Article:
Plains considers lease of railroad property
Plains Mayor Chris Allen at the March council meeting. (Tracy Scott/Valley Press)
Sandy Revier speaks to the Plains council about adding pickleball courts at the pool park. (Tracy Scott/Valley Press)
Sanders County Emergency Manager Bill Naegeli at the March council meeting. (Tracy Scott/Valley Press)
New Plains Ward 3 Councilor John Roesler at the March meeting. (Tracy Scott/Valley Press)
| March 15, 2023 12:00 AM
The March’s Plains Council meeting was standing-room only to address the many agenda items.
Mayor Chris Allen presented his monthly report starting with the town water system. Water loss due to leakage was at 19%, which is considered within projected estimates.
Allen next discussed acquiring grants to replace two police patrol cars. The grant funding would cover 75% of the $108,292 of the purchase price of the two vehicles, with the town picking up the remaining 25% or $36,217. The town is waiting for notification of the grant’s acceptance.
The town is looking at acquiring new iPhones for the public and police departments.
Allen said the town is looking for someone to take charge of spring cleanup day. Plains Police Officer Chris Reyna volunteered for the project.
A small section of land around Stud’s and Town Pump that is currently owned by Montana Rail Link could be leased out to the town for public use. The lease may go forward after Montana Rail Link transfers ownership of the property to BNSF Railway.
Crosswalks and pothole repairs will be addressed when weather conditions improve.
Under unfinished business, the council discussed the dog ordinance and decided to wait until more information comes in about the Montana Rail Link property lease, which was under consideration as a possible dog park.
The council voted to accept the BaRSAA resolution. BaRSAA is state funded program which collects money through fuel taxes, gross vehicle weight fees and other related fees. The funds are deposited in to a highway state revenue account and is disbursed to counties, cities and towns to help local municipalities pay for road and bridge repairs.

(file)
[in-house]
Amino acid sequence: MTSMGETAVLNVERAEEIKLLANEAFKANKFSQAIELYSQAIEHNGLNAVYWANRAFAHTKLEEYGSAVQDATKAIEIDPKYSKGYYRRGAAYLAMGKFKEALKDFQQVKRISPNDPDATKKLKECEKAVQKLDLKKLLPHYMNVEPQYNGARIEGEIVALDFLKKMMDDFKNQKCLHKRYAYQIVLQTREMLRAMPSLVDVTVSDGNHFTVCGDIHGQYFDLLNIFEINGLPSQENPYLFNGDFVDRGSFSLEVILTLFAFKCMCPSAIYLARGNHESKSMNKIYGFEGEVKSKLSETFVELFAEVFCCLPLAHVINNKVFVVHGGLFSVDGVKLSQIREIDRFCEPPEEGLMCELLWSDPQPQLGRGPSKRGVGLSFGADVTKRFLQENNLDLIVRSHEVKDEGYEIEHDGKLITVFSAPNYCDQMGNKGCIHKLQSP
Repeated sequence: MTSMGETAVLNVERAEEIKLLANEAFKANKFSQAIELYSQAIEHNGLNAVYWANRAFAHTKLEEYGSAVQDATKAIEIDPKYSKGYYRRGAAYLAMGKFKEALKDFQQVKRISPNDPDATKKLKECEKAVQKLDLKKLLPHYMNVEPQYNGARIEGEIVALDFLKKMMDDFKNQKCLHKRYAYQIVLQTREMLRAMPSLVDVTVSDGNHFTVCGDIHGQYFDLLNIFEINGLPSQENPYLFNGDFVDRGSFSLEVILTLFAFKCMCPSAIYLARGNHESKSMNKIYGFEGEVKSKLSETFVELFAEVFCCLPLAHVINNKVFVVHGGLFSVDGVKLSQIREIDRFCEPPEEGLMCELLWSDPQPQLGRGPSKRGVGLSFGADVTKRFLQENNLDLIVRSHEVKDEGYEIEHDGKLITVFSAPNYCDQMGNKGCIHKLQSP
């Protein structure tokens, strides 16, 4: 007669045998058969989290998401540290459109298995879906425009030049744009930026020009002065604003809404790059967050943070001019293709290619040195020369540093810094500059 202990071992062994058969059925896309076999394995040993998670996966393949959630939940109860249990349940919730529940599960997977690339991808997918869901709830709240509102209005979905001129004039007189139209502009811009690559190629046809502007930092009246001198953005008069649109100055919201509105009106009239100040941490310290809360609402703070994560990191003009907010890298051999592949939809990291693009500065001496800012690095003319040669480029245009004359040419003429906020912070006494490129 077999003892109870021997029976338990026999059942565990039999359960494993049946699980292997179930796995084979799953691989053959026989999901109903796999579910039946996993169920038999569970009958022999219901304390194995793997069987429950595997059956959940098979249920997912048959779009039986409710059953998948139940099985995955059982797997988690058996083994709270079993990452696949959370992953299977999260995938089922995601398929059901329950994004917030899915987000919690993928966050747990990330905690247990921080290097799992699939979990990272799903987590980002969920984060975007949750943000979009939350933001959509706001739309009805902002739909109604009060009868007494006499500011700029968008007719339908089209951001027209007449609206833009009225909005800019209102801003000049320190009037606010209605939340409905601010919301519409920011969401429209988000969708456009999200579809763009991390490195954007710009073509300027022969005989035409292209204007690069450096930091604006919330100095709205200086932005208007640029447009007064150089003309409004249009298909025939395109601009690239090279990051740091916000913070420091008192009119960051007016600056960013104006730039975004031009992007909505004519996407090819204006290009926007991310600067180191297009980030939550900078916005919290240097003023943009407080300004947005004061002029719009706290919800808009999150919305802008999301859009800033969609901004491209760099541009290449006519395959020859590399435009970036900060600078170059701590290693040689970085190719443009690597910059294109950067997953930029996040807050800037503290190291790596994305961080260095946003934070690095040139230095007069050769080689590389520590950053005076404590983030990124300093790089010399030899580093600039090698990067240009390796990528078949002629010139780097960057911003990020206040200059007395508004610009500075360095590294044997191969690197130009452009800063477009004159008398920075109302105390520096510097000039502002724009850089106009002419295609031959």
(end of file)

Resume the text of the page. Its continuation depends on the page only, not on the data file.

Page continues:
Montana's roads and bridges are mainly funded through a combination of federal (88.5%) and state/local (11.5%) funding sources. Federal road and bridge revenues are generated from the users of our highways through gasoline and diesel fuel taxes and apportioned to states through federal highway legislation.
Sanders County Emergency Manager Bill Naegeli was on hand to discuss the recent railroad derailments around the country. He reviewed the county plan if such an event occurred in the County.
To review the plan go to: co.sanders.mt.us/departments/emergency-management.
Naegeli suggested that because of the wide use of cellphones, that all county resident register their phone numbers and addresses so that emergency officials can quickly locate the callers. Resident can register their phones at hyper-reach.com/mtsanderssighup.htmleach.com/mtsanderssignup.html or call 406-203-0082.
Naegeli said that those individuals that are shut-ins should register. This would notify emergency personal who needs extra assistance.
Local resident Loren Hutnick asked if Montana Rail Link has offered training to local police and fire departments. Naegeli answered in the positive, but did say it has been a couple of years since the last emergency response training.
Next on the council’s agenda, Sandy Revier gave a proposal to utilize the old tennis court location at the pool park for the construction of several pickleball courts. She also requested a vote from the council to authorize the use of the old tennis court location.
Revier said that funding would be by grant and private donations at a cost of approximately $27,000. Council members voted unanimously in the affirmative.
Mayor Allen was concerned about the cost of maintaining the courts. Revier said that the upkeep of the courts would be covered under private donations.
Several equipment upgrades and construction projects were voted on and approved with one project being a water system infrastructure mapping program called CIS. This is a subscription service costing about $500 per year and would increase the efficiency for the public works department with maintenance.
The council voted to renew the town engineer's contract for another two years.